- Do stick to your guns. The interview panel will probably try to catch you out or play devil's advocate against whatever point of view you choose to argue, but don't let them push you around. If you can support your position, then stick to it – resolve is just as necessary for a career at the Bar as receptivity, and recruiters want to know that you can fight your corner. As one observed: “It's amazing how many people can’t stand up for themselves, which is essentially what we want to see.”
- Don't overlook the fundamentals of advocacy and courtroom behaviour. “Sometimes really good candidates fall flat on their face when it comes to code of conduct,” one interviewer shared, telling us: “You get some who misstate instructions, and others who fail to draw jurors' attention to things or attempt to mislead the judge. These are basics, and we have to fail you if you ignore them.”
- Do make sure you engage with the interviewers on a personal level. “Don't underestimate the power of smiling,” one recruiter advised. “When you walk into the room and smile at us, it shows you've got a good personality and a bit of energy, and it generates confidence in your argument. People are no good if they're not approachable.”
- Don't choose something controversial or likely to offend if you're asked to come up with a non-law topic for discussion. Insiders tell us subjects to avoid on this front include politics, religion, sport rivalries, and embarrassing or frivolous personal anecdotes.
- Do make sure you look the part by dressing neatly and discreetly: tidy up your hair, iron your dress, straighten your tie, do up your jacket. Most chambers will be grading you on standard criteria, and that includes everything from intellect and personality to whether your suit is rumpled or not.
- Don't forget that interviewing is a two-way process. Chemistry is a must between applicants and interviewers, and if things are going badly on that front, it's not necessarily an indictment of your potential as a barrister; it may just be that you're better suited to a different type of set and/or area of law.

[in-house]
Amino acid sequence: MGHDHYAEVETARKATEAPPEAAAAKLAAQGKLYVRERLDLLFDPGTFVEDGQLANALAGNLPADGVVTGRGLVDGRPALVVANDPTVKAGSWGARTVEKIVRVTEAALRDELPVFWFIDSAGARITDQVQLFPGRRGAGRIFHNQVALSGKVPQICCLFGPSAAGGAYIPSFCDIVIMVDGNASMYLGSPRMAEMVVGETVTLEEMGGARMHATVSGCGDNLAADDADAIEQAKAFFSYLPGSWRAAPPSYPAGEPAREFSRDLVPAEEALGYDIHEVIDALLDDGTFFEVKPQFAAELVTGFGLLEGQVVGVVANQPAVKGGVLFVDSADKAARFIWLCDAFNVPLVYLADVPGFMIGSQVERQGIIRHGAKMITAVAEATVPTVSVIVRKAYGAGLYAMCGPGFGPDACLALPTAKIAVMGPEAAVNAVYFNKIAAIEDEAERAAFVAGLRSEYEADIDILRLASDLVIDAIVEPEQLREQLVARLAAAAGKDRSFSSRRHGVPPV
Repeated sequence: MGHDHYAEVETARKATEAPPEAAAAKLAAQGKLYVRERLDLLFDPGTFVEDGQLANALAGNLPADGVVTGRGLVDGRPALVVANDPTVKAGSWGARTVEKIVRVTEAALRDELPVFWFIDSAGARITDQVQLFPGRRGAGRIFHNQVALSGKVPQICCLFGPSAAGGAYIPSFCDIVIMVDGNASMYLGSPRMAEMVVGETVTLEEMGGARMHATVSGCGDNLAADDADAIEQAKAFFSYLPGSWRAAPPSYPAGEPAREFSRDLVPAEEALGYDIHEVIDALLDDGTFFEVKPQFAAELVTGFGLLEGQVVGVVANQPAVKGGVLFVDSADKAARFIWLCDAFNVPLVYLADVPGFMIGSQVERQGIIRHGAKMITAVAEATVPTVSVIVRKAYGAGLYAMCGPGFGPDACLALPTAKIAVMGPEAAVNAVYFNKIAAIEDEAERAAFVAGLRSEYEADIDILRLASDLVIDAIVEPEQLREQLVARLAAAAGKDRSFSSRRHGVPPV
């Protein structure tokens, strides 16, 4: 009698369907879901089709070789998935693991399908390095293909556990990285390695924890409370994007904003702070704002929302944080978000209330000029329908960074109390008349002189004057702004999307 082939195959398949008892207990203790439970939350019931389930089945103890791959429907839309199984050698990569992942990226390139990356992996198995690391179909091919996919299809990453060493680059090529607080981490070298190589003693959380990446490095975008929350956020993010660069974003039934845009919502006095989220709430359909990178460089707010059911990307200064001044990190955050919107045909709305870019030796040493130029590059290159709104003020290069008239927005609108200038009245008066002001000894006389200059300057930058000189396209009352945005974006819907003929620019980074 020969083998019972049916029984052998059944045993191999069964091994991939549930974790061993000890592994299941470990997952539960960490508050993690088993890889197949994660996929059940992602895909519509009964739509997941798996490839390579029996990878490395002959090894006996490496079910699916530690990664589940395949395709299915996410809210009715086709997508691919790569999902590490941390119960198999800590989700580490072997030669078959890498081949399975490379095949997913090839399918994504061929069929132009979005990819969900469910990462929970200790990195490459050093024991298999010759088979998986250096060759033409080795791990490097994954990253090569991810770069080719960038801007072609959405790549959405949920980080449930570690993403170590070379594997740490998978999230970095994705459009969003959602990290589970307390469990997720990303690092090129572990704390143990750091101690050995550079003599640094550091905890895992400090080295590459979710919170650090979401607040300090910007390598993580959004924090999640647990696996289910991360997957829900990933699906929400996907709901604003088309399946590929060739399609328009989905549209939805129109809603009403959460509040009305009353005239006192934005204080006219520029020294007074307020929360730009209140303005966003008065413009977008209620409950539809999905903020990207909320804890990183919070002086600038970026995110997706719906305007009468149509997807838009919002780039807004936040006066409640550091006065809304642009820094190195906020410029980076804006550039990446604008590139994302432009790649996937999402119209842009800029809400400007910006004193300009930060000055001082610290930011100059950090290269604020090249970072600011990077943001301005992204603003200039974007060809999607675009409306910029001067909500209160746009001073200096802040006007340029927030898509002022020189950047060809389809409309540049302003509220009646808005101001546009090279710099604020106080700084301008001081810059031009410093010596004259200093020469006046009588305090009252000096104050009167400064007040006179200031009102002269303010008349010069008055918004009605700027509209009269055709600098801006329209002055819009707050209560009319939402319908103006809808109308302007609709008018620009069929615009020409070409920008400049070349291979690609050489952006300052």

Try, try and try again?
All's not lost if you strike out at your first round of applications and finish the BPTC without a pupillage secured. It may seem like a grim prospect, but many find an enforced year out gives them time to bulk up their CV and make themselves more marketable. In the words of one pupil who faced rejection their first few times around: “It's worth trying again next year if you plan to use your time wisely – you've just got to be persistent and make sure you're focusing on things that make you a better candidate.”
“It's worth trying again next year if you plan to use your time wisely – you've just got to be persistent and make sure you're focusing on things that make you a better candidate.”
Indeed, it's imperative you make the most of your spare time. Seek out mooting and marshalling opportunities wherever you can, and take up a day job in a field related to your area(s) of legal interest. We've interviewed plenty of lawyers who secured pupillage following a period with a company, charity, university or non-profit. Others have come off the back of stints as paralegals or legal secretaries.
Finally – and this may sound confusing – it's worth bearing in mind that quite a few commercial sets like to recruit pupils who've previously completed a training contract at a City firm and qualified as a solicitor. While this isn't a route we recommend taking, it is a reflection of the advanced levels of background experience and knowledge that top sets now expect from their recruits.
“Be as true to yourself in your application as possible. It's a waste of everybody's time to pretend you're interested in or knowledgeable about things that you aren't.”